“Interprofessional Education Project”
Project leaders: Jason Laker, PhD – Faculty, Counselor Education; Colette Rabin, PhD – Faculty, Teacher Education; Grinell Smith, PhD – Faculty, Teacher Education
Project description: The Interprofessional Education Project group (Jason Laker (Counselor Education), Rebeca Burciaga (Educational Leadership); and Collette Rabin, Grinell Smith, and Lara Kassab (Teacher Education)), will be developing two interdisciplinary education courses to be offered College-wide. One will focus on socio-cultural foundations of education, and the other will introduce students to Community-Based Participatory Action Research (CBPAR), possibly in collaboration with a local School District or other educational or community organization. We will be consulting with faculty across the College to identify representative content, apprehend interest and support among our colleagues, and determine the elements needed for one or both courses to “count” toward various degree and credential programs.
“Justice-Centered Science Teacher Collective: Supporting the Preparation and Development of K-12 Justice-Centered Science Teacher Leaders and Change Agents”
Project leaders: Tammie Visintainer, PhD – Faculty, Teacher Education; Single Subject Credential Program teacher candidates and beginning teacher alumni; teachers from the Lurie College STEM+C Teacher Institute
Project description: In this moment in history, the intersecting racial injustice, public health, and environmental crises have laid bare myriad educational inequities and the K-12 education system finds itself at the precipice of reproducing the injustices of normalcy or transformative change. At the same time, in K-12 science classrooms in California and elsewhere, the adoption of the Next Generation Science Standards (NGSS), the most recent science education reform, promotes shifting away from formulaic instantiations of the scientific method (e.g., prescribed labs) to align with the way real scientists do their work. However, while NGSS presents exciting opportunities, it also presents challenges. First, teachers are asked to teach science in ways that they often have not experienced themselves. Second, curricular materials are limited as are professional learning opportunities for teachers. To address these challenges, this project brings together Lurie College’s Teacher Education Department and College of Science’s Science Education Program to support the professional learning and development of transformative science educators through participation in a Justice-Centered Science Teacher Collective.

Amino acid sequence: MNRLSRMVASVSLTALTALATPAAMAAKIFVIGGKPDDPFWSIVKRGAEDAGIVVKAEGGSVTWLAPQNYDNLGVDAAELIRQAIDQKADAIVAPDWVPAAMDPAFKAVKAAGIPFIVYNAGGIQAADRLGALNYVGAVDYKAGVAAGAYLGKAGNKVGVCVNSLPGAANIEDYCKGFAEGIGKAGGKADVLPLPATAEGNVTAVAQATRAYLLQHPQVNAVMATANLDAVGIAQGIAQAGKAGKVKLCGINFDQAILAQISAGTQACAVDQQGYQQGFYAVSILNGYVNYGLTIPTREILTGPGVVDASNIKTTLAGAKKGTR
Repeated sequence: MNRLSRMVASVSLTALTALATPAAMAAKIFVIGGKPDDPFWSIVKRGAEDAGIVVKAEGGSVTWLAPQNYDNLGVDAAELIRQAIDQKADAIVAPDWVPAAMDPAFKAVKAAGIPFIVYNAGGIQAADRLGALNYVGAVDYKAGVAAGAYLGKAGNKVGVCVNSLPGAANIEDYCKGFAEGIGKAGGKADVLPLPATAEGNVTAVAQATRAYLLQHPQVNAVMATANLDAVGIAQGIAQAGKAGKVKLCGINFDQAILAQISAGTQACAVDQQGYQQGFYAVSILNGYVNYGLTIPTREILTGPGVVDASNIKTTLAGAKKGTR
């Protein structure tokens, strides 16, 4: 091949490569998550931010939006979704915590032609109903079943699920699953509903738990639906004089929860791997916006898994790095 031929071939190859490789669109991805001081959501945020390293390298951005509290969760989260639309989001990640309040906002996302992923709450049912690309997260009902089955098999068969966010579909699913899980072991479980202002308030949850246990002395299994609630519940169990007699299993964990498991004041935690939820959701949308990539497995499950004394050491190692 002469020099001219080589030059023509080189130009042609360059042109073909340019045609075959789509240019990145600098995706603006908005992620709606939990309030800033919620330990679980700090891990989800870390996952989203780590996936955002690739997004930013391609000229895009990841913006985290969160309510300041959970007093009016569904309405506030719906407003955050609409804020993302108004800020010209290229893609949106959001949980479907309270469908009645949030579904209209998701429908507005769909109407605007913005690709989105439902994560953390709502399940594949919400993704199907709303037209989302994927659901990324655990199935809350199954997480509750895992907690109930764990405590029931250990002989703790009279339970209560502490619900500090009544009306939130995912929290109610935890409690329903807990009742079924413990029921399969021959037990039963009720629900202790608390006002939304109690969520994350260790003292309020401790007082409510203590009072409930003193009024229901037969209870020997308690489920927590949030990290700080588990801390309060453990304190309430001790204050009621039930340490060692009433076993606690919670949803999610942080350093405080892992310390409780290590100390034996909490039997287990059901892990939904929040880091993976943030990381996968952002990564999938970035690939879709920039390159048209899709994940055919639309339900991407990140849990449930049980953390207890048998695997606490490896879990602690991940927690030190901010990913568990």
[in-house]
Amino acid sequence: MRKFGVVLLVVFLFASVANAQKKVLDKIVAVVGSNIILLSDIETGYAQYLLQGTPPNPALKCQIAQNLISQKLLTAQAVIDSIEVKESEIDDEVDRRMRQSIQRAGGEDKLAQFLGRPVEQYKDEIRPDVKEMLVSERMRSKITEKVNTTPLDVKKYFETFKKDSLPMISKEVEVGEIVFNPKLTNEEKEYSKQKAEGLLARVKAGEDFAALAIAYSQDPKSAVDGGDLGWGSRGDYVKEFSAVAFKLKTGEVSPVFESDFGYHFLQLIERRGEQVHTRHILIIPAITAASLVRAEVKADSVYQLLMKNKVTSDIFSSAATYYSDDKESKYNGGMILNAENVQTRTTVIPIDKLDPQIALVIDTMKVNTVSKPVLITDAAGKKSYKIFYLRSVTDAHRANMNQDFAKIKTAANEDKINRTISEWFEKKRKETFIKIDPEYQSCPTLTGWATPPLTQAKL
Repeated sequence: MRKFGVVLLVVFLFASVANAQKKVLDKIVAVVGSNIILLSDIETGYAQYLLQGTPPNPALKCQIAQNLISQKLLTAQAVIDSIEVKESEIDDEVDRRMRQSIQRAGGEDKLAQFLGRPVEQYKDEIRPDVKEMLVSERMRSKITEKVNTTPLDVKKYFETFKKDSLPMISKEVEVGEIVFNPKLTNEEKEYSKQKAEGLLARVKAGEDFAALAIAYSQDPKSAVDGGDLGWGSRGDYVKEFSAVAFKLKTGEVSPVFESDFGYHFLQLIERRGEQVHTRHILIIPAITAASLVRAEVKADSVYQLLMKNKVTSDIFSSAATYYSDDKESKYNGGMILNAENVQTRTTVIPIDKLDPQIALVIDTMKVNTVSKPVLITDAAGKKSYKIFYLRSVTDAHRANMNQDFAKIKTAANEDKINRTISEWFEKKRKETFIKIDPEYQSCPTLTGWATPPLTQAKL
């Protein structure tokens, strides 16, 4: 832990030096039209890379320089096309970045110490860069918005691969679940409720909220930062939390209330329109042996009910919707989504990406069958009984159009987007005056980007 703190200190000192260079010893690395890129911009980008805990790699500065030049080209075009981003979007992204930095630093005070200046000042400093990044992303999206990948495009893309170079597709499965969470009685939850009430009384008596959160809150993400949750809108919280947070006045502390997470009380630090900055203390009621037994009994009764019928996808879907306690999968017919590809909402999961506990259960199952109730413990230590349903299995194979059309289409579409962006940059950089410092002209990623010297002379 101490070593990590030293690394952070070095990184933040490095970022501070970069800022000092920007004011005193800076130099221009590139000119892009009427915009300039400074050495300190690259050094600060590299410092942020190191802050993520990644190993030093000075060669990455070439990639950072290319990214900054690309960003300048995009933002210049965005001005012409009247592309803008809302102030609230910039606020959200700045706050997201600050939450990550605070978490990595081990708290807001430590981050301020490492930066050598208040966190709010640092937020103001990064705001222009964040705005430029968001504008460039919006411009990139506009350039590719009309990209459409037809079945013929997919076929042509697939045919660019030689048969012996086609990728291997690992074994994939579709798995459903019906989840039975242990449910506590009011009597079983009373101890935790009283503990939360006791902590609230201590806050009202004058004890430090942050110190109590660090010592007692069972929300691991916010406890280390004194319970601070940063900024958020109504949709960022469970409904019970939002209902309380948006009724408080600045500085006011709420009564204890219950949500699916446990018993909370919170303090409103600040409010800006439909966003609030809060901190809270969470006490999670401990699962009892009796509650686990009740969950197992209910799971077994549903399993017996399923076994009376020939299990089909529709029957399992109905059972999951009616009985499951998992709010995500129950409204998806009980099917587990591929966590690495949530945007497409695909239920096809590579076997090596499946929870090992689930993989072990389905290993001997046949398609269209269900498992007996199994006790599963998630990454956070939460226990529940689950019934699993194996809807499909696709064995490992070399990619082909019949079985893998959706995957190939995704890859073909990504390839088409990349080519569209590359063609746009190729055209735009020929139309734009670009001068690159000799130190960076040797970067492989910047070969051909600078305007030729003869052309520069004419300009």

“Perspectives on Culturally Sustaining Practices for Black, Indigenous, and People Of Color who use Augmentative and Alternative Communication”
Project leaders: Alison Pentland – Faculty, Communicative Disorders and Sciences Department; Wendy Quach, Ph.D. – Faculty, Communicative Disorders and Sciences Department
Project description: This project will explore how professionals are supporting and can better support Black, Indigenous, and people of color who have severe communication needs. We intend to bring together individuals from these communities who use augmentative and alternative communication (AAC) to express themselves. Researchers and moderators will conduct four semi-structured interviews and four focus groups virtually through video conferencing and asynchronous text-based discussion hosted in Canvas. The groups will include people who use AAC and their families, focusing on how their unique cultural and linguistic identities may be supported by the professionals who work with them (e.g. speech-language pathologists, educators, occupational therapists, etc.).